Objectives: Gastroesophageal reflux can induce bronchospasm, and antireflux therapy has been shown to improve pulmonary function in patients who have gastroesophageal reflux disease (GERD) associated with asthma. Our objective was to study the pulmonary effects of antireflux therapy in patients who had severe GERD without clinically apparent lung disease.
Methods: In a Department of Veterans Affairs Cooperative Study, patients who had complicated GERD without important lung disease were randomly assigned to receive one of three types of antireflux treatment, including two kinds of medical therapy and a surgical therapy. Patients had pulmonary function tests (PFTs), including total lung capacity, residual volume, forced vital capacity, forced expiratory volume in 1 s, maximal midexpiratory flow, and diffusing capacity for carbon monoxide.
Results: Two hundred forty-seven patients (243 men, four women; mean age 58 yr) entered the randomized trial, and 151 returned for PFTs at 1 yr. For the entire study group and for all three treatment groups, mean values for PFTs at 1 yr did not differ significantly from those at baseline. Even in subgroups of patients whose baseline PFTs were abnormal and whose esophagitis had healed completely, there were no significant changes in results of PFTs.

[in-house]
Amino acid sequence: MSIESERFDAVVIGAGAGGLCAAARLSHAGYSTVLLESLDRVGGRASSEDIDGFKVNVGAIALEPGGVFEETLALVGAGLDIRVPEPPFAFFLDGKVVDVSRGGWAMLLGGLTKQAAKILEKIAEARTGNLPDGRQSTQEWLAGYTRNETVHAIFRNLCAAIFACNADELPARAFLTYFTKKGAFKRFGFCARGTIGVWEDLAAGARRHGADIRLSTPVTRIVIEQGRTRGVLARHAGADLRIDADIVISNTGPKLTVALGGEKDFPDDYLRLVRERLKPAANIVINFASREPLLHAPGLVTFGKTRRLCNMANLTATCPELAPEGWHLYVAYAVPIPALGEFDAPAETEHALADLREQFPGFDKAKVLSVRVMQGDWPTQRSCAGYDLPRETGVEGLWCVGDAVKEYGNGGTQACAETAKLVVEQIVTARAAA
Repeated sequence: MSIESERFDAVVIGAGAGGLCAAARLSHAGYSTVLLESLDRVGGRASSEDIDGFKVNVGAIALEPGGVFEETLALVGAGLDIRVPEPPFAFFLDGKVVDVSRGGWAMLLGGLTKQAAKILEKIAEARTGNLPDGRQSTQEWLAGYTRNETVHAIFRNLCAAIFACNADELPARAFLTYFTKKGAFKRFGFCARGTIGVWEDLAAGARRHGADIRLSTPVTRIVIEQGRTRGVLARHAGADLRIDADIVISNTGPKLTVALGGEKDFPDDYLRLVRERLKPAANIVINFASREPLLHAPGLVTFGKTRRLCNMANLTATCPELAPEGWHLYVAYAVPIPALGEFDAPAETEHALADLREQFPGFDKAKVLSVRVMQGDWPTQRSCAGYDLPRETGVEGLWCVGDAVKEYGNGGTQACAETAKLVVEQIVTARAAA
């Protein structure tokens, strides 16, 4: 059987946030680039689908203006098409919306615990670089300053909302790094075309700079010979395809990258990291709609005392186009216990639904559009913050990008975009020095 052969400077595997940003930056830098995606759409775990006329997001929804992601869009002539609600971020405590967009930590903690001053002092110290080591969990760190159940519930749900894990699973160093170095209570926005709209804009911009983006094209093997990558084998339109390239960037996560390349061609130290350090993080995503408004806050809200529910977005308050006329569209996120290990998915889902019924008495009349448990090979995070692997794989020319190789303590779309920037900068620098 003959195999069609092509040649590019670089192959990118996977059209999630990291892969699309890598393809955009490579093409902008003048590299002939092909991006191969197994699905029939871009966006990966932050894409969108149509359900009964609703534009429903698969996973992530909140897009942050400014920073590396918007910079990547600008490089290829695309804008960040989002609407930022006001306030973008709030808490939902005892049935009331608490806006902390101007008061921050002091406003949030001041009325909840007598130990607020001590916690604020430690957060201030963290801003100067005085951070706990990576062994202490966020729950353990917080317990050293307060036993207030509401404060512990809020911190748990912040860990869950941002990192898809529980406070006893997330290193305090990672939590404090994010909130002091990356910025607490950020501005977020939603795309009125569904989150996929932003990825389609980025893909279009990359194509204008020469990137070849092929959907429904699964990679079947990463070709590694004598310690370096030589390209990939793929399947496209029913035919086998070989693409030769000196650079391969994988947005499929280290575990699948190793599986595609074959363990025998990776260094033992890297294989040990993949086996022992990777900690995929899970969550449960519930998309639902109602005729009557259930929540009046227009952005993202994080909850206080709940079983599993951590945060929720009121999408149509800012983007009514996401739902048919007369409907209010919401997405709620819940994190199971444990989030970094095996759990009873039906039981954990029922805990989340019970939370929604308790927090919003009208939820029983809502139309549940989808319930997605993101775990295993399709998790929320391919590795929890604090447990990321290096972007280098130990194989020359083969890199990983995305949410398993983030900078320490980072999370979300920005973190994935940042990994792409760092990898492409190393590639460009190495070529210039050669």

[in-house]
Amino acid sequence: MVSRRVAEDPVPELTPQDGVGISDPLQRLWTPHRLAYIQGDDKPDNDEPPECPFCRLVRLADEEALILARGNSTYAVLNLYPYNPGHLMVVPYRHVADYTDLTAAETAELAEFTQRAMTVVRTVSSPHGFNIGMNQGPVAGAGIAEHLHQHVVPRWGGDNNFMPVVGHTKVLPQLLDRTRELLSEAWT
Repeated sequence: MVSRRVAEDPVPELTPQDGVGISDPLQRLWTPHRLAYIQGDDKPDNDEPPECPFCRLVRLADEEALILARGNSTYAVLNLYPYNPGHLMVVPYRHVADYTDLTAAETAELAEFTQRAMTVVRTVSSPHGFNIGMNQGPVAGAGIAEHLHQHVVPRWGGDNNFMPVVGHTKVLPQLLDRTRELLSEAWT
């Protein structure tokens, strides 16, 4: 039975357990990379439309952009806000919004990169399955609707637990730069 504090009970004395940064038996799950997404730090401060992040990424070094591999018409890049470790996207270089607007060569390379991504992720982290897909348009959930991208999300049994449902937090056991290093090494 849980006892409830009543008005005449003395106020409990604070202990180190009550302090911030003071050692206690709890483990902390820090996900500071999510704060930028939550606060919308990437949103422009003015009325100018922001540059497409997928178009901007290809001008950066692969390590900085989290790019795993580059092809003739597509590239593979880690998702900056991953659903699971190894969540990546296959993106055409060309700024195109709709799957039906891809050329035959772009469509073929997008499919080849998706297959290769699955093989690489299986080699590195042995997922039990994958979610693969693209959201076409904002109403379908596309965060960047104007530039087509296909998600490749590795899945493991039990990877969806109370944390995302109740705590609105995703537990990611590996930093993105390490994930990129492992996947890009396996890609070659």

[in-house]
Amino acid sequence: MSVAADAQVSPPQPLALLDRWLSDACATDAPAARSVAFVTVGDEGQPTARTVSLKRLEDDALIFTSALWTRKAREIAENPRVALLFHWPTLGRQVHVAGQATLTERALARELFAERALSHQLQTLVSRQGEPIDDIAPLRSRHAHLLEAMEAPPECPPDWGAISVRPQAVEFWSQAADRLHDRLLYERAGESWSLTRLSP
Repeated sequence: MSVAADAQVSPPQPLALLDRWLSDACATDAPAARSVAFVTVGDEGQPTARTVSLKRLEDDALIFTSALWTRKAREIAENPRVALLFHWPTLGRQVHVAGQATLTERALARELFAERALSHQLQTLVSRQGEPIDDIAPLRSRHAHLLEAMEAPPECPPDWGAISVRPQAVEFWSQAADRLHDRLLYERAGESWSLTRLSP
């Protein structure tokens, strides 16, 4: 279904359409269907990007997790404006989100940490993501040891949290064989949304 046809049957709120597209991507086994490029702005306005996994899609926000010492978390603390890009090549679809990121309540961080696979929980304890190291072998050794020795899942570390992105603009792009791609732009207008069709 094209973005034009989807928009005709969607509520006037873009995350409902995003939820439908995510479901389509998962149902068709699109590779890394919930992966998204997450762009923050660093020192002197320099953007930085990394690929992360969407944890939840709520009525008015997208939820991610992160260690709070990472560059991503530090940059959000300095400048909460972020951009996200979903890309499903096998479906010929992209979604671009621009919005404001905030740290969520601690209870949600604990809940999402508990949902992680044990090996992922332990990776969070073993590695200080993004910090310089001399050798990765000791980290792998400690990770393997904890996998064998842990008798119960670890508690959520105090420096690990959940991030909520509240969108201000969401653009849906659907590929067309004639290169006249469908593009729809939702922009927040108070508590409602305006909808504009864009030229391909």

Conclusions: For veteran patients with severe GERD and no obvious lung disease, 1 yr of antireflux therapy had no important effect on pulmonary function. These findings suggest that GERD is not commonly associated with inapparent, reversible pulmonary dysfunction.